No matter where you are in your writing career, that level of investment takes discipline, which is why the other universal piece of writing advice is "treat your writing like a job," because our jobs are the only other mental construct we have for this level of daily time investment.
People, this is HARD. In fact, I would say getting the discipline to write every day--even when you're not inspired, even when the writing sucks and you hate it--is the single hardest part of being a writer. It's certainly where the most people screw up and fall out. They start writing just fine, but then things get busy, and the daily writing gets put off and off until it stops all together. We know we should be writing, but we aren't, because stuff/life/time.
To be clear: there's no shame in that. If writing was easy, everyone would have a book. At the same time, though, you will never finish a book if you're not putting in the time to write. So if your goal/dream/New Year's Resolution is to finally finish that book, or even just write more in general, my advice to you is to treat your time like you'd treat your money and pay yourself first. Simply put, this means you make your writing time your priority every single day. Before you do anything else.
Sounds impossible, right. But before you start "But Rachel!"-ing me, just hear me out.
How To Put Your Writing First
Let's say you want to write two thousand words a day.
Under the best circumstances, you could manage that in one hour, but realistically (counting in time to get settled and get into the writing mindset) 2k a day is going to take you two hours or more. That's a pretty big chunk of your day, especially if you have a 40 hour/week job, a commute, and a family. Add in being tired, unexpected interruptions, and housework, and it might seem like an impossible goal. How the hell are you going to get two uninterrupted hours out of a busy day?!
Well, not so fast. There are twenty-four hours in a day. Eight of those are for sleeping and eight of those are for work, but the remaining eight are yours to divvy up as you choose, and this is where the idea of paying yourself first comes in. Because chances are, your life has already eaten those eight free hours, and if you want the time you need to get that daily writing done, then you're going to have to get pushy and take it back.
Every morning, when you're thinking about your schedule, don't ask yourself "how am I going to get two hours to write today?" Instead, ask yourself "how am I going to fit everything else in around the two hours I'm going to spend writing?"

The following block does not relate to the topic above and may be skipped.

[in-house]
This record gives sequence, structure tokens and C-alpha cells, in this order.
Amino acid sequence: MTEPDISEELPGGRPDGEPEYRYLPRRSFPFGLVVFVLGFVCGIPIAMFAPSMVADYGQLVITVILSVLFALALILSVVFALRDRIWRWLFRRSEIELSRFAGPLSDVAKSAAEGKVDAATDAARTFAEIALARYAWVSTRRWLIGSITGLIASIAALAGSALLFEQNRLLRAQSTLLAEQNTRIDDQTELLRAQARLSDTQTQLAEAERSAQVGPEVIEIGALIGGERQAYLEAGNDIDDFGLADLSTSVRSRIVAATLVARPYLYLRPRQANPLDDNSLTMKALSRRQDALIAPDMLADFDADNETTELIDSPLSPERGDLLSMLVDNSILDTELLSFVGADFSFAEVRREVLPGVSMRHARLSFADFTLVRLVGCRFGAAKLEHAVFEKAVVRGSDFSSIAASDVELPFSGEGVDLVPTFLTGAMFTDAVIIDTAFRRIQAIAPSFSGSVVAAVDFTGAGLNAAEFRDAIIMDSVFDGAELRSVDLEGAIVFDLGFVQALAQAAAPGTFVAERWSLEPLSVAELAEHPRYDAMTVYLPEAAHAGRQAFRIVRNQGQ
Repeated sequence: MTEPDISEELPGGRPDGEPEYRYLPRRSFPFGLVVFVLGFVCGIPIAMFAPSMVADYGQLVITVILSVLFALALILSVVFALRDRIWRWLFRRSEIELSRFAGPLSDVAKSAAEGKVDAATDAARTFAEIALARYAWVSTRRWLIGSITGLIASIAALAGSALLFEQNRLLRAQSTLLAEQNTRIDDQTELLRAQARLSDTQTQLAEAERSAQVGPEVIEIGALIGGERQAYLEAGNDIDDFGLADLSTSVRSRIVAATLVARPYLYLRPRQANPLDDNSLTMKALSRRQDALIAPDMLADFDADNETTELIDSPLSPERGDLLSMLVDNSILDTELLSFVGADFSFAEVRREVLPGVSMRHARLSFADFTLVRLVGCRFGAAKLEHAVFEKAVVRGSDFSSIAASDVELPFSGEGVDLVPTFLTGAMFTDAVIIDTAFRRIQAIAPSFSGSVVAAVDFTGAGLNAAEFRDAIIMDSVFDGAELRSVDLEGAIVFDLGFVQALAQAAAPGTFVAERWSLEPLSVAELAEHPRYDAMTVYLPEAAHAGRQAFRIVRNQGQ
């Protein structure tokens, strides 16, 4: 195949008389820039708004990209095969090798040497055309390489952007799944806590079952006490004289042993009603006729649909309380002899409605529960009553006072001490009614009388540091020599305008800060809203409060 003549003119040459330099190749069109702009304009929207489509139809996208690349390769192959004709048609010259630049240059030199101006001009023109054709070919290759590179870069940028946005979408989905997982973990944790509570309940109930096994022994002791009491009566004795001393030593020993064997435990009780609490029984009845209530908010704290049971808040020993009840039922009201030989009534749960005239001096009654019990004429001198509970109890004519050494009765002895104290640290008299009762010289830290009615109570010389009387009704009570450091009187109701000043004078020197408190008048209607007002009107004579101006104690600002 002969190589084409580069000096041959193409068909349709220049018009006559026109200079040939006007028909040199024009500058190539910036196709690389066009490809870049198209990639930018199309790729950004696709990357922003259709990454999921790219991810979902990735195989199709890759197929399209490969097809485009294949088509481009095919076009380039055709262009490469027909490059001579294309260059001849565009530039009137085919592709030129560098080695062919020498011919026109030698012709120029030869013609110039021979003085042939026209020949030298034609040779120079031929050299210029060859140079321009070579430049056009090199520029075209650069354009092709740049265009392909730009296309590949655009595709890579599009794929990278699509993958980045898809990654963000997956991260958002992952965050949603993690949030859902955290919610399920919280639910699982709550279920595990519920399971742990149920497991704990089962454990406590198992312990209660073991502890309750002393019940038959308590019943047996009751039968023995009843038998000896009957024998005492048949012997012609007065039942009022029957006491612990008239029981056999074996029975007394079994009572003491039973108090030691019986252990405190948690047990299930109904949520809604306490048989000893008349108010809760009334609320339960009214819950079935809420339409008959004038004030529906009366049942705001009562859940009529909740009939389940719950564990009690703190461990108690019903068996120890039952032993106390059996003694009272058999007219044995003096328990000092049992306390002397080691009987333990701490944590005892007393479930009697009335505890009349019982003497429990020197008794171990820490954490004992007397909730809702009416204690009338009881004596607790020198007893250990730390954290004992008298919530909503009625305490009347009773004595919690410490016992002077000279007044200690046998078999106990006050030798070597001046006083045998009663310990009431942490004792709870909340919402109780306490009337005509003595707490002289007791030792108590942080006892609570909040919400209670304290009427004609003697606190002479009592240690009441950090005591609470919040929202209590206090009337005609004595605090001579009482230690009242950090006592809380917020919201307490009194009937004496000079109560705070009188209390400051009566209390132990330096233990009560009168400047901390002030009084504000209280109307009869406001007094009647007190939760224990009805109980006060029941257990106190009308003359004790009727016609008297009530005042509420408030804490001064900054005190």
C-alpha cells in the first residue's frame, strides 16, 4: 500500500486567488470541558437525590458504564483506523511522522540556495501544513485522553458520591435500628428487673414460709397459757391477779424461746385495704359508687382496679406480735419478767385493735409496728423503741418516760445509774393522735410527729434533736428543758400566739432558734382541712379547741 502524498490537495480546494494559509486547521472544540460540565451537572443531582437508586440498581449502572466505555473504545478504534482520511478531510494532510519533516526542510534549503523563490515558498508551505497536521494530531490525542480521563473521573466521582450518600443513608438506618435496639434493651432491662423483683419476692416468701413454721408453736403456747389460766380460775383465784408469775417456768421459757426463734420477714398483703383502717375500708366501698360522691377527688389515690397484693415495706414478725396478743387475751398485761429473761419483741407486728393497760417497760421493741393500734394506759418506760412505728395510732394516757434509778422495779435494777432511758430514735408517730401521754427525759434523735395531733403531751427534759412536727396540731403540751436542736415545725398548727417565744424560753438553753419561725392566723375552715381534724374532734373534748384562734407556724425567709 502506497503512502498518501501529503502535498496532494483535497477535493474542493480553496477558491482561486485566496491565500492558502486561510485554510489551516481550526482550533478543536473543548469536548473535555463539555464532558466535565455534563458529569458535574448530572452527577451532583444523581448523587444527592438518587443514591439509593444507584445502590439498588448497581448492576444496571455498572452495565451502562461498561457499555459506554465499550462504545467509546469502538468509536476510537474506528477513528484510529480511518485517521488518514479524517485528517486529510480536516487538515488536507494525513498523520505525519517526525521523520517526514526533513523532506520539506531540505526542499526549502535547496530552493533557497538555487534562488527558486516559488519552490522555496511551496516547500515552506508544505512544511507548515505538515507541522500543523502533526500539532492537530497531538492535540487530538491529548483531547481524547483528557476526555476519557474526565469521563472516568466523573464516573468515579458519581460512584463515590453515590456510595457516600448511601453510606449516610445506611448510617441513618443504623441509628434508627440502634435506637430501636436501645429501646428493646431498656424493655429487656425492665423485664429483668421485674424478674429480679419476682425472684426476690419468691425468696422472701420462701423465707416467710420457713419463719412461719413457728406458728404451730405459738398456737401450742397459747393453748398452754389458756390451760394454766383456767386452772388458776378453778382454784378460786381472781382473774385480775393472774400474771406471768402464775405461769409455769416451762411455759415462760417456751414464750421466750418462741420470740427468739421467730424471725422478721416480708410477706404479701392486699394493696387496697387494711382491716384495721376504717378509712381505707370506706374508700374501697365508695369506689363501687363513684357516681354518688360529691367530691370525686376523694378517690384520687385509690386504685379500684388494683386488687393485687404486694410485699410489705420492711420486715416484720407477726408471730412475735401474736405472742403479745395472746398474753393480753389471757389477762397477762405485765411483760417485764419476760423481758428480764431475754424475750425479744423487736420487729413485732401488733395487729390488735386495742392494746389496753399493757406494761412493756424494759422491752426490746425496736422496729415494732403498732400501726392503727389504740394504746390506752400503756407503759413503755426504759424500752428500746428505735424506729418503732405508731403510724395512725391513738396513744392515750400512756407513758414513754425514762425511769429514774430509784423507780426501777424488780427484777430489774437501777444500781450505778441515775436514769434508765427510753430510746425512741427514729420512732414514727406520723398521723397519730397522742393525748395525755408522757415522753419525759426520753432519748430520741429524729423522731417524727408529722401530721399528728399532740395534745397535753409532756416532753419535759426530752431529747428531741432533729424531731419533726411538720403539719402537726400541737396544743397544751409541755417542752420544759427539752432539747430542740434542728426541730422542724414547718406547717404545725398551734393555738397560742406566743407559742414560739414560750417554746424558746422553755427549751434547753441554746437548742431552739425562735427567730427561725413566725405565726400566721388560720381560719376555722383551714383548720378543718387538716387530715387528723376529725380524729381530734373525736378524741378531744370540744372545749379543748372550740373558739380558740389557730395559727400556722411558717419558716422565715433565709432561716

By switching that question around, you're making your writing your number one priority. You're paying yourself first, ensuring you hit that writing goal by making it the center of your day. This way, when all the inevitable BS that eats up your time comes knocking (and it will), you're making sure it takes its time bite out of something else.
Make no mistake: this will be obnoxious and annoying. There will be days when important shit doesn't get done because you chose to spend your time writing. And I'm telling you right now: that's okay. This is what we mean when we say that daily writing takes sacrifice. Spending two hours (or whatever amount of time you decide) of every day writing is going to change your life. There's no getting around that. There's no way to make more time. Part of being a writer is embracing the time writing takes, even when it means taking that time from other important things like family, housework, and hobbies.
This is the entire point of paying yourself first, because all of that other stuff is important, but it's up to you to decide that your writing career--your dream, your book--is more important. The most important. That takes conviction. Saying "my dream of being a writer is more important than (fill in the blank important thing)" takes guts. So much so that this decision--the choice to put your writing first--is often what separates the writers who make it from the writers who don't. Because if you don't believe in your stories enough to carve out time for them in your life, why should your audience believe in them enough to invest their time reading?